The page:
Fez Review: You Spin Me Right Round Baby

Xbox Live Arcade games have evolved significantly over the years since its rapid growth in 2005.  Small gems like Geometry Wars existed but for the most part the only offerings we got were games like Joust and Frogger due to the small file size limit of 50 MB. As years went on, file sizes expanded and the games became more innovative and much larger in scale. With the inception of Summer of Arcade in 2008 there has been one defining game that has wowed us off our feet every year. In 2008, Jonathan Blow brought his mind bending puzzle/platformer Braid to life to critical and commercial success. Chair tried their hand at an XBLA game and gave us Shadow Complex in 2009, a game many fans are still demanding a sequel for today. 2010 brought us the disturbingly black and white beauty of Limbo. 2011 showed us that a very passionate team, Supergiant Games could kick off the Summer of Arcade 2011 with Bastion. Continuing that trend, and although not a Summer of Arcade game for 2012, Fez stands could arguably be the XBLA contender of the year.

Fez offers its own take on the Puzzle/Platformer genre. There are no enemies, no bosses, weapons to find or magic to learn. Death has little penalty, offering to revive you from the spot that you last jumped from. It’s a game of exploration and discovery and likens itself more to Myst than Super Mario Bros. There are many places to discover and secrets to find and the game offers a very addictive reason to keep playing, as you have no idea what will be right around the next corner. The mentality of “Oh just one more room” is really driven home as you will discover some fantastic set pieces that hide secrets in every nook and cranny. From large redwood trees and mushrooms, abandoned ruins and even a creepy mausoleum the game has you guessing what will be around the next corner.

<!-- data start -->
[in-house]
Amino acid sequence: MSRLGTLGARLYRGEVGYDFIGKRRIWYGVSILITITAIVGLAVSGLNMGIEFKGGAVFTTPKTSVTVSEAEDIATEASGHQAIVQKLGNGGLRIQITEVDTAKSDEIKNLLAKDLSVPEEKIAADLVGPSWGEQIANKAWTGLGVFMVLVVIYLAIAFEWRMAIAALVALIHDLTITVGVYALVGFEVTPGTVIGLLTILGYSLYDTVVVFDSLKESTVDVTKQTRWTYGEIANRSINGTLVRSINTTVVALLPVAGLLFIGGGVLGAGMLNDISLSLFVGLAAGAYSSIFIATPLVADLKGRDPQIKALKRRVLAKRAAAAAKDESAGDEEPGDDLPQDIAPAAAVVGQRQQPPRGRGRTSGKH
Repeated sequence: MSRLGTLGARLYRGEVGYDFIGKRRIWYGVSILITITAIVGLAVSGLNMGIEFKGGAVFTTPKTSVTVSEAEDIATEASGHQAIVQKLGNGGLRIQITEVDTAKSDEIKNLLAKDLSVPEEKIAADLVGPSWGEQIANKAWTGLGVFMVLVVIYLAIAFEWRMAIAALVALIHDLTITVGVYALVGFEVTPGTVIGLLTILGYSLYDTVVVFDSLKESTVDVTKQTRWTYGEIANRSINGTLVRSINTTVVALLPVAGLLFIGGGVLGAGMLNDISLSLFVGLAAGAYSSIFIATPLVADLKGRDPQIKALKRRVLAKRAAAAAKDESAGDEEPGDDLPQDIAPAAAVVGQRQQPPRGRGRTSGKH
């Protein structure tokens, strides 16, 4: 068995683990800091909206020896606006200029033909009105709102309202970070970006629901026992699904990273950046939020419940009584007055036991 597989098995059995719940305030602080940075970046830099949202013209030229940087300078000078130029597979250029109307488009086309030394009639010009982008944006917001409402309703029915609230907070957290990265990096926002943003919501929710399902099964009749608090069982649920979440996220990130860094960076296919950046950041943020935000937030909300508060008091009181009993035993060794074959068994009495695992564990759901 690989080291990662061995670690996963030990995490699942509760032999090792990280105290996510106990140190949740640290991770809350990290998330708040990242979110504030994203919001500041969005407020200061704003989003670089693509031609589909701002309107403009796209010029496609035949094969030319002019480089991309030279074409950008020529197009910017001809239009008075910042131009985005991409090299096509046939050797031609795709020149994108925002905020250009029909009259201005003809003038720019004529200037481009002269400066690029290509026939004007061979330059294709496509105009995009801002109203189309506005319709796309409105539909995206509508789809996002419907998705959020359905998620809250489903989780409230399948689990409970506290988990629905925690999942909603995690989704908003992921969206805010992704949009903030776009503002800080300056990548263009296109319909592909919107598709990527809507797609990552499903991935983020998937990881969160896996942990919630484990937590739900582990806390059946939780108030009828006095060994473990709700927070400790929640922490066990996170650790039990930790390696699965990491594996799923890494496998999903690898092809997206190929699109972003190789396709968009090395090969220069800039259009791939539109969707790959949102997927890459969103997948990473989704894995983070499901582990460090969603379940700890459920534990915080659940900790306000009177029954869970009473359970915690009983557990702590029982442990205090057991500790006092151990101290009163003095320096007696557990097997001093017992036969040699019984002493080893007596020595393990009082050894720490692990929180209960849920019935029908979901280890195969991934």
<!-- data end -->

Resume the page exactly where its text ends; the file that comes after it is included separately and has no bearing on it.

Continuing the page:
The game revolves around a boy named Gomez, who along with the other people in his village live in a 2D world. Within the first 10 minutes of game, Gomez is summoned by an entity and given the titular Fez that grants him the powers to see in 3D among the 2D world. The game play revolves completely around the powers from this hat to shift perspectives within a three-dimensional space. What this means for game play is that when you have two far apart platforms in Perspective A, pressing the trigger to switch to Perspective B will cause the platforms to be closer so you can jump the gap, then switching back to Perspective A you will have covered that larger gap by switching perspectives. Describing it can be tricky so check out the video below to get an example of it. Once you wrap your brain around the idea, the game clicks and you will be shifting perspectives back and forth in no time.